And I hated doing so because I don’t feel white and I know others don’t see me as white. I didn’t chose American Indian or Alaska Native because I didn’t want to falsely increase those numbers. Choosing this category also meant that I’d have to fill in a tribal affiliation. Despite wanting to feel more in touch with my indigenous roots, I can’t even tell you the names of the tribes my families come from in Mexico. I didn’t choose black or the other categories because I have no knowledge/evidence that I have black or Asian ancestry.

I chose white… but only because I had to choose something. There’s no mestiza/o option on the United States census.

Three cities, seven days

I arrived in Chicago last Wednesday afternoon and returned to LA on Sunday morning. It snowed one day and was cold and damp for the remainder of my trip. As soon as I left, visit this I’m told the weather got “nice.”

I returned to LA on Sunday morning and found mostly sunny skies, infertility a few wisps of clouds, and 60-something degree weather. I left this nice weather on Tuesday morning.

I arrived in Washington D.C. on Tuesday afternoon. It was cold and cloudy, but not rainy.

Can anyone guess why I love LA?

Identity politics, part I

I don’t know how it happened, sanitary but the Latinos in policy panel had just been taken over by a group of elderly women in the back of the room. They stuck out from the rest of the crowd as they were 40-50 years older than the college kids in the room and the current/former policy students on the panel.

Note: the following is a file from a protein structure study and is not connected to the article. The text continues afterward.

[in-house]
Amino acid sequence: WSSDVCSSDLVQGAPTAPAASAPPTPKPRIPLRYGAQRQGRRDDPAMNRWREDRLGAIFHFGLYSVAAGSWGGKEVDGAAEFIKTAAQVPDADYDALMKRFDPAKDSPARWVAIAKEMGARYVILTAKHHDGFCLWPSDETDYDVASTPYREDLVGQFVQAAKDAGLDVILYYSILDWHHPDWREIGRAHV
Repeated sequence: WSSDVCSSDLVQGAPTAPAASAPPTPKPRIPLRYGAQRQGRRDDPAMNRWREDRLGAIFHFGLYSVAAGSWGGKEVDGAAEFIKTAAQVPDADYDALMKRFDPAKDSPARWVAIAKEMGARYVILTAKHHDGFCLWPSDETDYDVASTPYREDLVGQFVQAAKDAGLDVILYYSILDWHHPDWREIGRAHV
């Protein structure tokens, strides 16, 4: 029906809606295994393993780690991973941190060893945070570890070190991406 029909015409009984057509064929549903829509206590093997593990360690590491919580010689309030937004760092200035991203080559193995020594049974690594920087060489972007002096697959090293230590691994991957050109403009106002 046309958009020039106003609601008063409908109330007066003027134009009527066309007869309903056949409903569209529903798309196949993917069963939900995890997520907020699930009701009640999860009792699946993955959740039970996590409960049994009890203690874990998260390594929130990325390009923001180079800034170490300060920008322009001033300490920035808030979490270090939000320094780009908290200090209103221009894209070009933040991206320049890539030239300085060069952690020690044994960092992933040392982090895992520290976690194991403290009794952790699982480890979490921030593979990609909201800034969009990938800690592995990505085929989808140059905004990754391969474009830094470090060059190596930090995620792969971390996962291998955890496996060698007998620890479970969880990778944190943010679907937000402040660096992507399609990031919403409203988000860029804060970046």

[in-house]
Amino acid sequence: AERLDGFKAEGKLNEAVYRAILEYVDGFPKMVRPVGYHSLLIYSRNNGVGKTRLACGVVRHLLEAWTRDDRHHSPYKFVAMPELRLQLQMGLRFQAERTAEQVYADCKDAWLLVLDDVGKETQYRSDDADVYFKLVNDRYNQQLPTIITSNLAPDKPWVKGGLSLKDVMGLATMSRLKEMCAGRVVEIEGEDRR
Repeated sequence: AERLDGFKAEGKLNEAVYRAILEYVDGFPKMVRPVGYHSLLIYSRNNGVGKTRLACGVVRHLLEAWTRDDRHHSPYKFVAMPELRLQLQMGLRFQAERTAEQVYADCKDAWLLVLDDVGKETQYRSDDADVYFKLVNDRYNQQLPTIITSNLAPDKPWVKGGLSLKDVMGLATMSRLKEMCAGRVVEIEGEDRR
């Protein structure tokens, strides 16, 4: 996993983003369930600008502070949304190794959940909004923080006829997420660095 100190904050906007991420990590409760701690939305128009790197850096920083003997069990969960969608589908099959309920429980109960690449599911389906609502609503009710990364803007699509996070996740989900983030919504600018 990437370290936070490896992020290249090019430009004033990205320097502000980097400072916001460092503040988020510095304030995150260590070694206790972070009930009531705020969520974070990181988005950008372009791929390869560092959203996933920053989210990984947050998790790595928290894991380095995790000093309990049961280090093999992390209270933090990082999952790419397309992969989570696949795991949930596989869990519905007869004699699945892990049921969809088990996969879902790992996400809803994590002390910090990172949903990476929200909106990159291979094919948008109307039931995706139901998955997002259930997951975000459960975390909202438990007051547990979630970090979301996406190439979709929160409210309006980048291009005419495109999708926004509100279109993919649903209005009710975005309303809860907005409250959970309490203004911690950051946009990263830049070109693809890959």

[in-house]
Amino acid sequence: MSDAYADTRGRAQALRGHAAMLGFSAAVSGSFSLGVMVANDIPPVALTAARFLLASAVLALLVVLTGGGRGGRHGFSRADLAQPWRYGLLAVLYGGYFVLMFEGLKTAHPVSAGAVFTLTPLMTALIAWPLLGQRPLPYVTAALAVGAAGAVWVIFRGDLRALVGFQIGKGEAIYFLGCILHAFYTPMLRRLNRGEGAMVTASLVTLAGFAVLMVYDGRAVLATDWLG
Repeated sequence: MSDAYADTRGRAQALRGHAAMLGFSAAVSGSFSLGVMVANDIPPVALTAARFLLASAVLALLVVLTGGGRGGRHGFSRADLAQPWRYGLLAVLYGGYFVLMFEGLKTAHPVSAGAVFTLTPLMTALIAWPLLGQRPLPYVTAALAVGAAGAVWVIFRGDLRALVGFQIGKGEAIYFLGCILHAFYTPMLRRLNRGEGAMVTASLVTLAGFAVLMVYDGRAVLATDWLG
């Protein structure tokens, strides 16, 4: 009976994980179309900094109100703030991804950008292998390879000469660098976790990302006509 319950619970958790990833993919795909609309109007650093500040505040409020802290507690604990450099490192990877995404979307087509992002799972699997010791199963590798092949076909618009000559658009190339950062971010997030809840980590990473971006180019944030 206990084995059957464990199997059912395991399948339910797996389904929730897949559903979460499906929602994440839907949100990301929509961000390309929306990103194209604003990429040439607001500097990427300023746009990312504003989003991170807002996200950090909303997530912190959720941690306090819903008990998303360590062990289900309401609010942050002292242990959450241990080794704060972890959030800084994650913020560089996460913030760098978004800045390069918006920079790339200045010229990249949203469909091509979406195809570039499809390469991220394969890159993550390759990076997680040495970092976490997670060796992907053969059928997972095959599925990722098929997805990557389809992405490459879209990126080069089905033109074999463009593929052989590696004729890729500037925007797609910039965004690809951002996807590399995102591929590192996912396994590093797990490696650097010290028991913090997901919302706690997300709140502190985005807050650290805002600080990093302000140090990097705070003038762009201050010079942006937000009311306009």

A woman in big glasses started talking about labels. Mexican American? Or Chicano? Or Latino? Or Hispanic? How were we supposed to work on policy issues affecting our community if we couldn’t even decide what to call ourselves?

Oh no. She went there*. The college students up front turned at her and gave a look like, cough “oh no, not again.”

The moderator, a first year policy student struggled to get control of the session and avoid wasting the little time we had left on arguing over labels.

As soon as big-glasses-woman stopped speaking, I jumped in to save the day. Or so I thought.

I told big-glasses-woman that the label(s) people chose for themselves was less important than the work they were doing in and for the community. For the most part, people aren’t going to ask you what you call yourself. You can call yourself Chicano and know shit about the community, have horrible intentions, and do horrible work.

Big-glasses-woman didn’t seem to get it. According to her, labes were very important in the realm of politics. She smugly tried to use her 78 years of age to school me on the importance of labels.

I suddenly forgot the “respect your elders” lesson.

I was frustrated, and pulled out the Chicana/o Studies major card and explained that I know the origin, history, connotations and various meanings of the words. I get it. I’ve taken classes that cover this topic. You can’t teach me anything.

Big-glasses-woman then dropped the labels all together and asked, “where do you live?”

_______________________

*I really don’t like talking about labels. I got enough of that as an undergraduate in Chicana/o Studies and MEChA. I know very well why I call myself Chicana, why I use Raza and Latino as panethnic terms, and why I eschew Hispanic. If you want to know, I’ll tell you.